Derby-winning trainer Peter Chapple-Hyam said: "What a very sad day, a passing of a true legend, one of the nicest men I had the pleasure and honour to meet. We will all miss the great man."
Lee Freedman, one of the great trainers in Australian racing, said in a tweet: "Sir Henry Cecil a champion trainer, but more importantly, a great gentleman. One of my lifetime heroes is gone."
Champion jockey Richard Hughes tweeted: "Our thoughts go to Sir Henry Cecil and family. A true legend of our sport."

Friday, June 7, 2013

Premier Information: Battling The Weather

The sun has been gracing our fine shores for the past few days and in the racing world, it couldn't be better news! However, that doesn't mean racing can't occur in even the worst conditions. The United Kingdom is notorious for it's varied weather patterns and to counter this we have courses that support;


There are four all weather courses in the UK,

Kempton Park

While they come under the umbrella title of all-weather tracks there are two different types of surface. Southwell has Fibresand while the other tracks use Polytrack.

Fibresand is a heavier surface which is equivalent to racing on turf or even heavy ground on turf and produces kickback which some horses have an intense dislike for. This feels like someone kicking sand in your face at the beach ! For this reason Southwell tends to favour horses who can race prominently or who are described as strong travelers because they will avoid as much kickback as possible. You need to be convinced that a horse will see out the distance before having a bet on this surface.

Polytrack is a kind of rubberised sand and is similar to running on fastish turf and kickback is not an issue.

Form does not transfer between the two surfaces.
Turf form does not transfer to the all weather tracks so when looking for winners consider only all weather form. In addition, form does not transfer well between the different tracks because of the different surfaces and the different characteristics of each course. Saying that, the consistent nature of the surfaces means that most races can be run at a good pace and you get more truly run races. Please also note that rain has the opposite effect on the all weather surfaces than it does on turf in that when it rains the surfaces compact and become firmer. Also, in periods of long dry weather the surfaces become looser and the going becomes slightly slower.

The key to finding winners is to look for horses that do well at particular courses and trainers and jockeys who have good records at the track.

You may not be aware, but Sky Journalists have picked up our blog too! Going up in the world!
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Tuesday, June 4, 2013

Premier Information: Against All The Odds!

It's Tuesday, the Great British weather is treating us mighty fine at Premier HQ. Whilst we're all back with our noses to the grindstone, I thought I'd spend 5 minutes continuing on from the article last week on the Betting Exchange.

Today we will look at one of the aspects of betting that confuses the best of us and can quite easily put off newbies making a punt!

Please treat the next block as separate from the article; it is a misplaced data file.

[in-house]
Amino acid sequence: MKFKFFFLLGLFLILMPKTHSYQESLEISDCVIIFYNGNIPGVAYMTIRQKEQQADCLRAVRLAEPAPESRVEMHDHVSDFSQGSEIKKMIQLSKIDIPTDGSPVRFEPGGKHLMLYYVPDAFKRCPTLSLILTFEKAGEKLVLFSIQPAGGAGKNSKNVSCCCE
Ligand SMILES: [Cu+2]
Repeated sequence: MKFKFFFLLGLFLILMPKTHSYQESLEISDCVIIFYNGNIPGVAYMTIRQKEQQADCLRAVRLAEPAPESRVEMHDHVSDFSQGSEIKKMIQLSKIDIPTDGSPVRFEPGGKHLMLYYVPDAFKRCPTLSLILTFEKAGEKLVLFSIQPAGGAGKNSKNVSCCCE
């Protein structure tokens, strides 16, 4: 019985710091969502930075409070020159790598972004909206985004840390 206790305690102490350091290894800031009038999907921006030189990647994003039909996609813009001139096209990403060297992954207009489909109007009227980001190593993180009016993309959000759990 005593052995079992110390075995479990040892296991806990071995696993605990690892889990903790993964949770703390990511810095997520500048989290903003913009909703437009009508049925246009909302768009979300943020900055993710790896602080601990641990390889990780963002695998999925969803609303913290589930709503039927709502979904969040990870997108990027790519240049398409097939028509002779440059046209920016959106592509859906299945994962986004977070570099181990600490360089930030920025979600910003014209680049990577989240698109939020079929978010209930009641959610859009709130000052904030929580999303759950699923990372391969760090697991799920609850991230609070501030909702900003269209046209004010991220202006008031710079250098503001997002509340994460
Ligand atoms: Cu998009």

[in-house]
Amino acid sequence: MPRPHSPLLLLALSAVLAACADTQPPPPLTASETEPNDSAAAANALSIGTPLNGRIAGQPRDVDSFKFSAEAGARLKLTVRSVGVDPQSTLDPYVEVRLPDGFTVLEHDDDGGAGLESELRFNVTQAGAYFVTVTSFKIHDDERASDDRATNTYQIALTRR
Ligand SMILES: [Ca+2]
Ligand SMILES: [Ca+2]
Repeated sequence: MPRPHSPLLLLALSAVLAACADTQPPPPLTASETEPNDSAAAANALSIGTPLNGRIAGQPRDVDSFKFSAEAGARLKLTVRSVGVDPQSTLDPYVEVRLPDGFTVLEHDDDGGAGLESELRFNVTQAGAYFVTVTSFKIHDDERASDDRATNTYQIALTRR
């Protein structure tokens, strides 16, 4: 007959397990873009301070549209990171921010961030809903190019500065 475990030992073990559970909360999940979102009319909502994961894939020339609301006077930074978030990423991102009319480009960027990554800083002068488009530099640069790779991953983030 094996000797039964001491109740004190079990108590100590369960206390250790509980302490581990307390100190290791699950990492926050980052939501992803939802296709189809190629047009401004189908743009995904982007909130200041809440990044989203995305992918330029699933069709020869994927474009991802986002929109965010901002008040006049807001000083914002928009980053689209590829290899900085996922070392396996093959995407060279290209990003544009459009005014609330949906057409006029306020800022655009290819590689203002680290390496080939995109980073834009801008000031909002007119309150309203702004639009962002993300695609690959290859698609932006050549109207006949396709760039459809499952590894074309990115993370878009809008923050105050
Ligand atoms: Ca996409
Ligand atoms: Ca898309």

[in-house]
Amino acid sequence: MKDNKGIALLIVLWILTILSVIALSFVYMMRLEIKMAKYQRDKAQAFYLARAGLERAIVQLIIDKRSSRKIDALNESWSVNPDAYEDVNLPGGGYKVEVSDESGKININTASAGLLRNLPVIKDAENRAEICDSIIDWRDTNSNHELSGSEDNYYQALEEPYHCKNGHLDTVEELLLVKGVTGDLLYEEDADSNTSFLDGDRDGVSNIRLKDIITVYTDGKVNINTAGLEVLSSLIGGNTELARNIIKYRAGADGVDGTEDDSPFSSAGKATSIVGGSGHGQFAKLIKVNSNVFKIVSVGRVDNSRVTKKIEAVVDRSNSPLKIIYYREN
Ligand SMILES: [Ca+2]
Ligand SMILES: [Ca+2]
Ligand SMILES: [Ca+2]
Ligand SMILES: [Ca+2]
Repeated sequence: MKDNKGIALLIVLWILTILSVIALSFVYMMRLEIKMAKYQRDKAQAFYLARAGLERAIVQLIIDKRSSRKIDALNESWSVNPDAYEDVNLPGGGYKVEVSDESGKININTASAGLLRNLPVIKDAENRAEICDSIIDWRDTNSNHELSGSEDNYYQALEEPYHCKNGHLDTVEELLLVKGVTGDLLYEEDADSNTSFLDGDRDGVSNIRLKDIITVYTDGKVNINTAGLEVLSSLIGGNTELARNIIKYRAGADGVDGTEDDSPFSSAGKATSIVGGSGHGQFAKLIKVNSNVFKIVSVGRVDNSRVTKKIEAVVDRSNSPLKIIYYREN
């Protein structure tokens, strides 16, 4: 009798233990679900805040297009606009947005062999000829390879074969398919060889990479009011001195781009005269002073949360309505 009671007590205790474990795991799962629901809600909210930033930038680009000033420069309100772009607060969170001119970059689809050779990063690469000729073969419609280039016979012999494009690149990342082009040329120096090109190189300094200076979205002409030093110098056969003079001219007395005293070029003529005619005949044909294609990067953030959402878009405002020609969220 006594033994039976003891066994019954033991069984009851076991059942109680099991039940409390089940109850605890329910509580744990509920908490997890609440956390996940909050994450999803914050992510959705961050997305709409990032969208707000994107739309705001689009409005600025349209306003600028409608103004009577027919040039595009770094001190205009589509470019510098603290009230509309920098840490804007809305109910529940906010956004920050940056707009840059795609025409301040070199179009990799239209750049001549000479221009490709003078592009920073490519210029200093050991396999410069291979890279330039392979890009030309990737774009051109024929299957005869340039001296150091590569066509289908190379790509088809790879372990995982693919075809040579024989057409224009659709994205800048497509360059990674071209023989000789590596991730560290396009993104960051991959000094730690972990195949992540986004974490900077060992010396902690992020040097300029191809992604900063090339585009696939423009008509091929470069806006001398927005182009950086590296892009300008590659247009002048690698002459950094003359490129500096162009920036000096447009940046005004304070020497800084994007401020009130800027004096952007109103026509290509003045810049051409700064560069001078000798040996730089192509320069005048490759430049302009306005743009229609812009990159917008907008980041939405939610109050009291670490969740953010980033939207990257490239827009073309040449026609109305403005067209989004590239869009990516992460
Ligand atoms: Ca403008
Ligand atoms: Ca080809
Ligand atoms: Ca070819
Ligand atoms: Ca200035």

Exchange Odds.

Odds on Betting Exchanges are presented in decimals, whereas in general bookmaking they are in fractions. Betting Exchange odds, as in Pool betting (Tote etc) include the backers one point stake in the presentation of odds.

6/4  is represented by 2.5. 2/1 is represented by 3.0 and an odds on price of 4/5 would be represented by 1.8 The Betting Exchanges allow their clients the possibility of a dual role.   That is of being either a bettor or a layer of odds.   Initially this may present a challenge to the normal perception of only making a profit by selecting winners. Now there is the opportunity to profit from finding a loser!

If you lay a horse, you are effectively assuming the role of bookmaker. It works like this: Imagine you are strongly of the view that the favourite, lets call him “Exchange Newbie” running in the 3pm at Haydock is NOT likely to win. Perhaps after studying hard you feel this is a poor favourite and with many other good horses in the race, you wish to oppose this horse. In such circumstances, you can LAY “Exchange Newbie”. The horse is trading at 2/1. You oppose him and lay him for £25. Another exchange client, feels this horse will win. He takes the opportunity to back him at £25 at 2/1. You are now in a position where if the horse loses you get to keep the £25 stake.   If the horse wins, because you are acting as the bookmaker, you would have to pay out £50.   Just as Mr Ladbrokes would have to pay you £50 if you had a £25 bet at 2/1 with him!

Is risking £50 to make £25 value? Well obviously that is a subjective view prior to the race and the only after the events can you say for certain. However,  you need to keep in mind, that if “Exchange Newbie” was running in a ten runner race, there are actually nine other horses actually running on your side so to speak! If you had good reason to think the horse was a vulnerable favourite, then it quite possible that laying the horse in those circumstances was value.   

The important thing to remember when laying is that you must think like a bookmaker. Once you have the approach and mind set correct, then opportunities to profit certainly exist.

Until next time! Be sure to check out our Twitter account for all the latest updates found at